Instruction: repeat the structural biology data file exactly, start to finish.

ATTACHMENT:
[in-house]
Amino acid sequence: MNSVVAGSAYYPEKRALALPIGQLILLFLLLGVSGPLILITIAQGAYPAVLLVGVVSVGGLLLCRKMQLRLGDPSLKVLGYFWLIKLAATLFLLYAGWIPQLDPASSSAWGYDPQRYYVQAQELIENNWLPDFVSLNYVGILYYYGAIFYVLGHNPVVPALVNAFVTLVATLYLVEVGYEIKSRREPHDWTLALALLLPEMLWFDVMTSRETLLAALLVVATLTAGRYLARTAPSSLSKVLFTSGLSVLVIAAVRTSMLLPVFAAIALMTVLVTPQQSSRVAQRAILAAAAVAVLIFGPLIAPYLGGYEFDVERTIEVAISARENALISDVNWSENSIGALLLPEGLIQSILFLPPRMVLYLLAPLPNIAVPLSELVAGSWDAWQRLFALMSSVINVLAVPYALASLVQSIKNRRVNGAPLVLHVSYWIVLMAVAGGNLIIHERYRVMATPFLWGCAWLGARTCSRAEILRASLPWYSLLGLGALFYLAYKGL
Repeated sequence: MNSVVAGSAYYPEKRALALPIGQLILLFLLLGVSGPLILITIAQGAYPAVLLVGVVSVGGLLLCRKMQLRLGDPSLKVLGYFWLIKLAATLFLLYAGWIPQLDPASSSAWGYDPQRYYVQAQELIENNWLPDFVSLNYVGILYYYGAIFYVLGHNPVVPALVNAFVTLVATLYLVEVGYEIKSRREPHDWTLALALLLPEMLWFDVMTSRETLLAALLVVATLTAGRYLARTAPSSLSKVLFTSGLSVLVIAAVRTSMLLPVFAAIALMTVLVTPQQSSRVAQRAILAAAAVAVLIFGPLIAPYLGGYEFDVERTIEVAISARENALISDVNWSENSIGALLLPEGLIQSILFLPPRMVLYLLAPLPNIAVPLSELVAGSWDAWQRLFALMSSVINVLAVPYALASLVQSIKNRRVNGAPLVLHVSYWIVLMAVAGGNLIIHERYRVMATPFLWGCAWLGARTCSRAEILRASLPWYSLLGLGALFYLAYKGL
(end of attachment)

[in-house]
Amino acid sequence: MNSVVAGSAYYPEKRALALPIGQLILLFLLLGVSGPLILITIAQGAYPAVLLVGVVSVGGLLLCRKMQLRLGDPSLKVLGYFWLIKLAATLFLLYAGWIPQLDPASSSAWGYDPQRYYVQAQELIENNWLPDFVSLNYVGILYYYGAIFYVLGHNPVVPALVNAFVTLVATLYLVEVGYEIKSRREPHDWTLALALLLPEMLWFDVMTSRETLLAALLVVATLTAGRYLARTAPSSLSKVLFTSGLSVLVIAAVRTSMLLPVFAAIALMTVLVTPQQSSRVAQRAILAAAAVAVLIFGPLIAPYLGGYEFDVERTIEVAISARENALISDVNWSENSIGALLLPEGLIQSILFLPPRMVLYLLAPLPNIAVPLSELVAGSWDAWQRLFALMSSVINVLAVPYALASLVQSIKNRRVNGAPLVLHVSYWIVLMAVAGGNLIIHERYRVMATPFLWGCAWLGARTCSRAEILRASLPWYSLLGLGALFYLAYKGL
Repeated sequence: MNSVVAGSAYYPEKRALALPIGQLILLFLLLGVSGPLILITIAQGAYPAVLLVGVVSVGGLLLCRKMQLRLGDPSLKVLGYFWLIKLAATLFLLYAGWIPQLDPASSSAWGYDPQRYYVQAQELIENNWLPDFVSLNYVGILYYYGAIFYVLGHNPVVPALVNAFVTLVATLYLVEVGYEIKSRREPHDWTLALALLLPEMLWFDVMTSRETLLAALLVVATLTAGRYLARTAPSSLSKVLFTSGLSVLVIAAVRTSMLLPVFAAIALMTVLVTPQQSSRVAQRAILAAAAVAVLIFGPLIAPYLGGYEFDVERTIEVAISARENALISDVNWSENSIGALLLPEGLIQSILFLPPRMVLYLLAPLPNIAVPLSELVAGSWDAWQRLFALMSSVINVLAVPYALASLVQSIKNRRVNGAPLVLHVSYWIVLMAVAGGNLIIHERYRVMATPFLWGCAWLGARTCSRAEILRASLPWYSLLGLGALFYLAYKGL